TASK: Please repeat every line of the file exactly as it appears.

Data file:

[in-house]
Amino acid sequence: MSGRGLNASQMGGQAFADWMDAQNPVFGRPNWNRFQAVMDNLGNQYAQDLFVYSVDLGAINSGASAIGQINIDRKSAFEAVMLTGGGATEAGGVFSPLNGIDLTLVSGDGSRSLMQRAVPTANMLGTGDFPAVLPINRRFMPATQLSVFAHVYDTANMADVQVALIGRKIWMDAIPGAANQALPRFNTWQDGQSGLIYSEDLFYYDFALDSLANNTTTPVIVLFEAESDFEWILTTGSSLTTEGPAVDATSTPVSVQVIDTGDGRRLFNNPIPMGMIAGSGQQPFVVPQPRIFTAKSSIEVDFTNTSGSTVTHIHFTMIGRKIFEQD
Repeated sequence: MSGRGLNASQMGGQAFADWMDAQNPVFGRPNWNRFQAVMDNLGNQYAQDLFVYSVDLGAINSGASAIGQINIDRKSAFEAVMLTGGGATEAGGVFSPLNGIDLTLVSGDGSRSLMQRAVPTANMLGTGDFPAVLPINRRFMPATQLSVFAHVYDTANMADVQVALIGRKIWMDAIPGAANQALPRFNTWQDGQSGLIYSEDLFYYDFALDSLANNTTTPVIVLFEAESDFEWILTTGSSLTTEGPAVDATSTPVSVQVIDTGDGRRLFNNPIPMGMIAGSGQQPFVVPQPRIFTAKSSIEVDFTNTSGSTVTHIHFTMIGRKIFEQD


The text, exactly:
[in-house]
Amino acid sequence: MSGRGLNASQMGGQAFADWMDAQNPVFGRPNWNRFQAVMDNLGNQYAQDLFVYSVDLGAINSGASAIGQINIDRKSAFEAVMLTGGGATEAGGVFSPLNGIDLTLVSGDGSRSLMQRAVPTANMLGTGDFPAVLPINRRFMPATQLSVFAHVYDTANMADVQVALIGRKIWMDAIPGAANQALPRFNTWQDGQSGLIYSEDLFYYDFALDSLANNTTTPVIVLFEAESDFEWILTTGSSLTTEGPAVDATSTPVSVQVIDTGDGRRLFNNPIPMGMIAGSGQQPFVVPQPRIFTAKSSIEVDFTNTSGSTVTHIHFTMIGRKIFEQD
Repeated sequence: MSGRGLNASQMGGQAFADWMDAQNPVFGRPNWNRFQAVMDNLGNQYAQDLFVYSVDLGAINSGASAIGQINIDRKSAFEAVMLTGGGATEAGGVFSPLNGIDLTLVSGDGSRSLMQRAVPTANMLGTGDFPAVLPINRRFMPATQLSVFAHVYDTANMADVQVALIGRKIWMDAIPGAANQALPRFNTWQDGQSGLIYSEDLFYYDFALDSLANNTTTPVIVLFEAESDFEWILTTGSSLTTEGPAVDATSTPVSVQVIDTGDGRRLFNNPIPMGMIAGSGQQPFVVPQPRIFTAKSSIEVDFTNTSGSTVTHIHFTMIGRKIFEQD